In all but the most severe cases of periodontal disease, the gums should recover within a week, and typically within just a couple of days. If there is some other disorder causing the periodontitis, then that disorder probably must be treated to repair the gums, but the mouth can at least be made more healthy with these practices.
Clean Your Teeth Properly!
This is the most important thing to do. If you do nothing else, at least do this. How?
You probably know how to do this... Make use of a circular motion to brush teeth and gums, and don't forget to brush the roof of your mouth as well as your tongue. Use a soft brush to avoid hurting your gums. Toothpaste is optional (actually, brushing without toothpaste will scrub the plaque off more effectively).
Removes food that's lodged in teeth, preventing bacteria from feeding on it. Even when it makes the gums bleed, it is vital that you floss; it accelerates healing of the gums and prevents cavities at the gum line too.
Use a water flosser (oral irrigator)
Has all the same benefits as floss, only faster, better and less likely to make the gums bleed. Can also help to break down tartar (calculus). If you use a water flosser, you should also still floss normally occasionally, because most water flossers can't easily reach all areas, particularly at the back of the mouth.
Some of the best water flossers to consider:
Ideally, you should use this after every meal or snack. If your teeth are sensitive, you can use warm water.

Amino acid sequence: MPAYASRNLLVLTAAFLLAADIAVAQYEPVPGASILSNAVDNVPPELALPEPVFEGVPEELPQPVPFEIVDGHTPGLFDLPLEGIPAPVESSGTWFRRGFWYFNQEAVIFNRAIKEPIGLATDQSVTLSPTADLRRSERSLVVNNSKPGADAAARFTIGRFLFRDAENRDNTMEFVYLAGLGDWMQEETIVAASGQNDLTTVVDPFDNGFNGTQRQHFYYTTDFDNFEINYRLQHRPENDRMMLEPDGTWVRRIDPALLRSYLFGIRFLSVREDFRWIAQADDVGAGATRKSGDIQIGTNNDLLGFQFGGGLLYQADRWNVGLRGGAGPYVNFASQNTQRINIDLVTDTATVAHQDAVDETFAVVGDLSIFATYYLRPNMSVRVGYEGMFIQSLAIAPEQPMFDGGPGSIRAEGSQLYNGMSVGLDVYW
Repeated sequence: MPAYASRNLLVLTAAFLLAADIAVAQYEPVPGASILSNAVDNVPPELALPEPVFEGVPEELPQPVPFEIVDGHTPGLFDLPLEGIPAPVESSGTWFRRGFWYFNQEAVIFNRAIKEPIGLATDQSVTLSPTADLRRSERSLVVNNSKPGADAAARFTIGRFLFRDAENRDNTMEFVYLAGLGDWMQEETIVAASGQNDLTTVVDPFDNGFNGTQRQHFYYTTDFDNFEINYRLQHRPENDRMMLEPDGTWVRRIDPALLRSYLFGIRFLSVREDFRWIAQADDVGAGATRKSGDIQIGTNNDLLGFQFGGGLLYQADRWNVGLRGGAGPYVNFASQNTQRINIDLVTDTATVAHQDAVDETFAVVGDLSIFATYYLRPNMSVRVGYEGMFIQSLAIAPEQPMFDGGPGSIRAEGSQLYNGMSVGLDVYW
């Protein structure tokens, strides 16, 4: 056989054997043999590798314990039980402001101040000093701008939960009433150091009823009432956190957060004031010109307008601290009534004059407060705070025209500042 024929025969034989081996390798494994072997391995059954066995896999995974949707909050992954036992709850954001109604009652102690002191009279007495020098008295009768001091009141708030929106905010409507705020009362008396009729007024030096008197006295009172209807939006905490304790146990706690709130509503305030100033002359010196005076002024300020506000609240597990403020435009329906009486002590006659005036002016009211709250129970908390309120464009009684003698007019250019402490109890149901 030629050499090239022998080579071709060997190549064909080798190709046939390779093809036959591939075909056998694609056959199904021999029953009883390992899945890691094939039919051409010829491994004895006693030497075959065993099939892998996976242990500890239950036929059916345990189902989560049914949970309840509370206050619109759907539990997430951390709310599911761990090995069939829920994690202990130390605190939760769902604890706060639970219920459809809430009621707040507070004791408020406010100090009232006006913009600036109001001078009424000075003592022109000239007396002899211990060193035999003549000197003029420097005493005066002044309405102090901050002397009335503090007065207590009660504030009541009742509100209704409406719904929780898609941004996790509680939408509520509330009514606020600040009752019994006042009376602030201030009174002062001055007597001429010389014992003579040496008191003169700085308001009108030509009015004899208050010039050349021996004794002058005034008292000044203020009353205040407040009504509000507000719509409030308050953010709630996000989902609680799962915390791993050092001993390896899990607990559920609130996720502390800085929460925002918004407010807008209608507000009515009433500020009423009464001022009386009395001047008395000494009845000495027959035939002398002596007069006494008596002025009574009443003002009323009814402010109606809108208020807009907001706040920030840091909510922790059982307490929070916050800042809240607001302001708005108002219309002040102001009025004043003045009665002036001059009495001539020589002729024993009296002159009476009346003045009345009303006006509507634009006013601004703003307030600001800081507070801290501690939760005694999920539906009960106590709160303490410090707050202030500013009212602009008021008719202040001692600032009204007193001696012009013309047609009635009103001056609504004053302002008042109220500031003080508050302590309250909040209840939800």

Massage your gum line with a gum stimulator
This is important. This is the main cause of gum disease - bacteria build up in the gum line because people don't often clean this area well enough. Brushing doesn't really get to it well enough and neither does most flossing. A water flosser (as mentioned above) will actually help to clean this area better - but you should still rub it manually as well.
This is generally considered the best gum stimulator:
If you don't have a gum stimulator yet, you can also use something soft, but textured, to rub along your gum line in the mean time, removing any plaque or food particles that may become stuck there. For example, you can use your finger wrapped in a soft clean cloth, or a blunt toothpick that you've filed down. But ideally you'd need something that's actually designed for this purpose.
Keep doing these things daily
Forever! Even after you've cured the gingivitis, you should keep cleaning your teeth like this every day to prevent it from coming back.